Negotiations in the Senate on patent reform bill S. 1145 seemed to break down this week after Sen. Arlen Specter released a statement saying:

The Chairman [Sen. Leahy] and I differ on a number of aspects of the proposed patent reform legislation. . . . . The principal sticking point is the issue of how to assess damages in patent infringement lawsuits. We thought we had reached an agreement on this matter, but the language continued to shift, so we do not yet have a deal on the package. I am hopeful that we can reach an agreement, but more work has to be done to get it right.

The crumbling continued after Sen. Jeff Sessions apparently withdrew his support for an amendment to the patent reform bill that would exempt banks that unlawfully use patented check imaging technology from paying damages. The provision would have required the federal government to pay $1 billion to DataTreasury over 10 years as compensation for taking its property under the amendment (read: your tax dollars). Now Sessions says he will no longer support the amendment because of questions about its constitutionality.

Amici briefs for and against software and business method patents are flying at the CAFC over Ex Parte Bilski. The sides are lining up pretty much as you’d expect as everyone tries to influence an en banc Federal Circuit panel that will reconsider the scope of patentable subject matter as it relates to business methods. Most of these briefs support Bilski and urge the CAFC to not change section 101 — that is, keep a relatively broad view of what is patentable subject matter. A good summary on the briefs is at Patently-O.

This probably won’t end the heated debate over the threshold for patentable subject matter, though, as many parties are just flat out against patenting of business methods. Among the questions to be answered are: When does a claim that contains both mental and physical steps create patent-eligible subject matter? Whether a method or process must result in a physical transformation of an article or be tied to a machine to be patent-eligible subject matter under section 101?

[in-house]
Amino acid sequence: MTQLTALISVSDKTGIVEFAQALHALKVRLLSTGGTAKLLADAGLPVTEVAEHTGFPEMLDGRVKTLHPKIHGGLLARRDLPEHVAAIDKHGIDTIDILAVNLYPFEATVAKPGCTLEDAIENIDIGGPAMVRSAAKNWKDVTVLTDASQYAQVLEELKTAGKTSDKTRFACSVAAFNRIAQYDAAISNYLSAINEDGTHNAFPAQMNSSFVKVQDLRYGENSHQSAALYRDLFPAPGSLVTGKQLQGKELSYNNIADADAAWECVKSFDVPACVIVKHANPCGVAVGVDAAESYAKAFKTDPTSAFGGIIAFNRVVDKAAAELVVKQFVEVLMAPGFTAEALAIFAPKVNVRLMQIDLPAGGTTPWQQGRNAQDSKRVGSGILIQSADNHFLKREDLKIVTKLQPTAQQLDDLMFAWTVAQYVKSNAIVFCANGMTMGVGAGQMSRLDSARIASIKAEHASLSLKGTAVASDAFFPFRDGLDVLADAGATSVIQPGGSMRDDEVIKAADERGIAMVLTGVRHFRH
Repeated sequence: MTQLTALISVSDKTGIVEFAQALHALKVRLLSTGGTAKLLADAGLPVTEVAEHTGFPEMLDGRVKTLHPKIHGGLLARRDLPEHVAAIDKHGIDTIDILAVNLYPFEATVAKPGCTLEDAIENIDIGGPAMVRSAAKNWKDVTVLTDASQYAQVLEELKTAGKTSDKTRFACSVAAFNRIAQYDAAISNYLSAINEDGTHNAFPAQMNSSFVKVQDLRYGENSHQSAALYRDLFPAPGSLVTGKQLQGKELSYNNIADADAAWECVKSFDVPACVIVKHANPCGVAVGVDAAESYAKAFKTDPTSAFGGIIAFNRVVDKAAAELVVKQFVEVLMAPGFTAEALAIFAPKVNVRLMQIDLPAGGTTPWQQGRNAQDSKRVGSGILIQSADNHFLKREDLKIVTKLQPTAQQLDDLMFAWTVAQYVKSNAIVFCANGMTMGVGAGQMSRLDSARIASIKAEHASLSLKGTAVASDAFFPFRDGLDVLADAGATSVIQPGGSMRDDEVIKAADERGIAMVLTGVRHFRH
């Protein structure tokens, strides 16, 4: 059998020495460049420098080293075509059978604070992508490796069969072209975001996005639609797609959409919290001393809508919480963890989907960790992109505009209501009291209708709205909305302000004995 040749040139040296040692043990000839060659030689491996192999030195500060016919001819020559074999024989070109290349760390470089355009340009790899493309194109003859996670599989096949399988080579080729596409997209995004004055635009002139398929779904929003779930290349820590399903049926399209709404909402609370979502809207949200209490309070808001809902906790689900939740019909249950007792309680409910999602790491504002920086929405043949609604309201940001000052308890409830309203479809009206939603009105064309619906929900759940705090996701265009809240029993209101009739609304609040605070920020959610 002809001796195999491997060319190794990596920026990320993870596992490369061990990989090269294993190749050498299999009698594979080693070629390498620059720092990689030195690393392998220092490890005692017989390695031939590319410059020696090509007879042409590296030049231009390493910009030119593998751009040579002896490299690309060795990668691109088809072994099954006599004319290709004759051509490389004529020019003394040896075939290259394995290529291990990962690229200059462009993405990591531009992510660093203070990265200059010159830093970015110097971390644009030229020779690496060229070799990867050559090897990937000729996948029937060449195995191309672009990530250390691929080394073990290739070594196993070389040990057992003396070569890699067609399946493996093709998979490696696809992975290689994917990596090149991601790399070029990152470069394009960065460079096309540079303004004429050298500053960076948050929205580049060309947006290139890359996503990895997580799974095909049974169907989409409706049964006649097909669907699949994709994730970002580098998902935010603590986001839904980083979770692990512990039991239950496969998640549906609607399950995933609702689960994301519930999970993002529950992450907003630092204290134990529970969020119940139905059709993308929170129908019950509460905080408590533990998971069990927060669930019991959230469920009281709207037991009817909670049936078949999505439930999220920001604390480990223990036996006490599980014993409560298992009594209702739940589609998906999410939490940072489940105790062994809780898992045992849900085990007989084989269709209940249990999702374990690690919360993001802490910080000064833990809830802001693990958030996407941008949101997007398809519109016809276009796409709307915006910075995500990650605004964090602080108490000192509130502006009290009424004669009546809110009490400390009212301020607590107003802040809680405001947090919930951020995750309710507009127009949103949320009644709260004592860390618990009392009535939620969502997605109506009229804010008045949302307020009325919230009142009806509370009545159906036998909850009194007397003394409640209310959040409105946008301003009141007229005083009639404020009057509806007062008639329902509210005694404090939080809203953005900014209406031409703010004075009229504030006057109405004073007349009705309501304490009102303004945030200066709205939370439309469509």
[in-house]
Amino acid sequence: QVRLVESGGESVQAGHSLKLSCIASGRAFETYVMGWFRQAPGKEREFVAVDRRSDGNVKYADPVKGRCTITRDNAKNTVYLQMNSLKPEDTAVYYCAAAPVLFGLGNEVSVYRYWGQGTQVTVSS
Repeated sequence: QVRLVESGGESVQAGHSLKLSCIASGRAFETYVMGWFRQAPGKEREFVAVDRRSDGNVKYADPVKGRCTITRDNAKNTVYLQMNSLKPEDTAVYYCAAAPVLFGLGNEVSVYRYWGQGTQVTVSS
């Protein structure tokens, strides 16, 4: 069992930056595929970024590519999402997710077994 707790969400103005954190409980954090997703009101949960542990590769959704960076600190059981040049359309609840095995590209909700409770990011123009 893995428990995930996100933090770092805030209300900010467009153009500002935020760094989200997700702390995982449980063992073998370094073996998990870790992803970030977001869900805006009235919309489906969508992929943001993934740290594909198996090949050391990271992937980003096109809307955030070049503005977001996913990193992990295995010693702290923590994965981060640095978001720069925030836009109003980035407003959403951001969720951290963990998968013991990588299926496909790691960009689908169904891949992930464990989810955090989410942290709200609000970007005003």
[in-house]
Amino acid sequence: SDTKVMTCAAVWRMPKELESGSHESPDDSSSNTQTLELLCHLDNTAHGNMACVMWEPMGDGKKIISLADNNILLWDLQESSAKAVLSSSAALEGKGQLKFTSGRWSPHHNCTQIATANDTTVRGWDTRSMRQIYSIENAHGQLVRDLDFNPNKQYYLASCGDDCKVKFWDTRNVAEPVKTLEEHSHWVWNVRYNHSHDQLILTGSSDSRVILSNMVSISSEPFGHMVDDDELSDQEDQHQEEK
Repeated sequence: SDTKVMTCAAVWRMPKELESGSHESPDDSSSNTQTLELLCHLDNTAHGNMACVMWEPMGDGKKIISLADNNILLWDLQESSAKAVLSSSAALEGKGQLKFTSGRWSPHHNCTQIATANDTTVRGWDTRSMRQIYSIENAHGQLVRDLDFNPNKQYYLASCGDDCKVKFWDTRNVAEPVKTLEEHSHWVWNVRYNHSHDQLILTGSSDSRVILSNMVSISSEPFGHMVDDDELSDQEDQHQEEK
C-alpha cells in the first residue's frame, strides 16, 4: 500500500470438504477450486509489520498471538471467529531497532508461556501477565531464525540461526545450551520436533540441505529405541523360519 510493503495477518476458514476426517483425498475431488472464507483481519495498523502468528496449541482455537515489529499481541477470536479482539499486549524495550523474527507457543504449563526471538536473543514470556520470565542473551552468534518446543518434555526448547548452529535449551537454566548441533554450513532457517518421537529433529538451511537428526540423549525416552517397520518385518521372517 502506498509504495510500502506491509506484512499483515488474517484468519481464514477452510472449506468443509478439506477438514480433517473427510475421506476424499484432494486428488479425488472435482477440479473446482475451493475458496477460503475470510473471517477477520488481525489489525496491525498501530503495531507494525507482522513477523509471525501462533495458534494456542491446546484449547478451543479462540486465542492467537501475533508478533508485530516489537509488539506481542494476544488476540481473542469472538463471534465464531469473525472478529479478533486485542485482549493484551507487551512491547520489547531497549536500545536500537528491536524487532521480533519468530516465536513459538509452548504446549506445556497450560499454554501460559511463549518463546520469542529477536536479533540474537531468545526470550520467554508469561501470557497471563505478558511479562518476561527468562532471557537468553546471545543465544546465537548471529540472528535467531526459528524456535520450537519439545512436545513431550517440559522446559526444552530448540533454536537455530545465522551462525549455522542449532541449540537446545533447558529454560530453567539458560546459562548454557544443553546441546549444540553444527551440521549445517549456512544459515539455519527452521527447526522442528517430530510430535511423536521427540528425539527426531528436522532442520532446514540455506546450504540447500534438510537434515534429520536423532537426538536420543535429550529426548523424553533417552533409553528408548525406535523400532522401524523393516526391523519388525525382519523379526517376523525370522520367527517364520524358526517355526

A controversy has been brewing over the MBA degree of Heather Bresch, Mylan’s COO, after a Pittsburgh newspaper questioned it. West Virginia University officials awarded her an MBA retroactively last October. (via Pharmalot)

Cincinnati Reds inked a deal to hold spring training in Goodyear, Ariz., in 2010. The Reds and Cleveland Indians will share a 10,000-seat stadium.

The Federalist Society has just put the latest edition of its journal Engage online, with individual webpages for separate articles, so as to make it easier for bloggers to link to us. I’m sending you the journal in case you find something of interest.

Fortunately for bloggers, we can now get aromatherapy with our laptops. (via Securing Innovation)

All I want now is my 3G iPhone.

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  1. Not sure sure if the Patent Reform Bill is completely a lost cause at this point. Specter’s comments are noteworthy for the legislation as a whole, but there are strong arguments why the Check 21 Amendment in particular has support in Congress.

    Check out this op-ed, penned by Asa Hutchinson, a former Member and practicing attorney, that makes the case:

    “Let’s be clear: A company should be compensated for a competitor’s infringement on its patents. The question, however, is whether Data Treasury has valid patents for having laid claim to commonly used processing methods that banks, financial institutions and others had been using for years.